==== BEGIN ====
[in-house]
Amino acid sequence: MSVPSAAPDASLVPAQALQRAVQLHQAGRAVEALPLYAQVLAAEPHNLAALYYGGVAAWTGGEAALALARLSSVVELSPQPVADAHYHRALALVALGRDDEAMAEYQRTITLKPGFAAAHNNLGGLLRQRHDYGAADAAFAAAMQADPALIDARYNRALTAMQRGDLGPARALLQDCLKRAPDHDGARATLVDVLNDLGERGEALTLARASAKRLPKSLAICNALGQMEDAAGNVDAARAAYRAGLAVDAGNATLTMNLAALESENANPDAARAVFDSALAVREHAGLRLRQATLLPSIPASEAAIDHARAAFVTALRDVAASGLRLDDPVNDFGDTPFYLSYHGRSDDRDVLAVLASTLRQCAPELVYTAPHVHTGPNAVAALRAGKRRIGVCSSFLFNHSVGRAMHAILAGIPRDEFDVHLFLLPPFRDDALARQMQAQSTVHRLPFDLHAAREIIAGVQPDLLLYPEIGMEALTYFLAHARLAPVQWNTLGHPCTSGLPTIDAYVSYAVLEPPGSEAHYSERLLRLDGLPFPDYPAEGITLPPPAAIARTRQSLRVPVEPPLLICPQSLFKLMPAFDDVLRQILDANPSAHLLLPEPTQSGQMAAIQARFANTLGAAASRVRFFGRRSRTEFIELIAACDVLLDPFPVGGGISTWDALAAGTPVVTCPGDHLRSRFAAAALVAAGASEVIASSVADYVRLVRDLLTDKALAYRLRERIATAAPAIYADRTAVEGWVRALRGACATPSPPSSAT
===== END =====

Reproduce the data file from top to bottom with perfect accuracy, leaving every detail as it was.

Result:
[in-house]
Amino acid sequence: MSVPSAAPDASLVPAQALQRAVQLHQAGRAVEALPLYAQVLAAEPHNLAALYYGGVAAWTGGEAALALARLSSVVELSPQPVADAHYHRALALVALGRDDEAMAEYQRTITLKPGFAAAHNNLGGLLRQRHDYGAADAAFAAAMQADPALIDARYNRALTAMQRGDLGPARALLQDCLKRAPDHDGARATLVDVLNDLGERGEALTLARASAKRLPKSLAICNALGQMEDAAGNVDAARAAYRAGLAVDAGNATLTMNLAALESENANPDAARAVFDSALAVREHAGLRLRQATLLPSIPASEAAIDHARAAFVTALRDVAASGLRLDDPVNDFGDTPFYLSYHGRSDDRDVLAVLASTLRQCAPELVYTAPHVHTGPNAVAALRAGKRRIGVCSSFLFNHSVGRAMHAILAGIPRDEFDVHLFLLPPFRDDALARQMQAQSTVHRLPFDLHAAREIIAGVQPDLLLYPEIGMEALTYFLAHARLAPVQWNTLGHPCTSGLPTIDAYVSYAVLEPPGSEAHYSERLLRLDGLPFPDYPAEGITLPPPAAIARTRQSLRVPVEPPLLICPQSLFKLMPAFDDVLRQILDANPSAHLLLPEPTQSGQMAAIQARFANTLGAAASRVRFFGRRSRTEFIELIAACDVLLDPFPVGGGISTWDALAAGTPVVTCPGDHLRSRFAAAALVAAGASEVIASSVADYVRLVRDLLTDKALAYRLRERIATAAPAIYADRTAVEGWVRALRGACATPSPPSSAT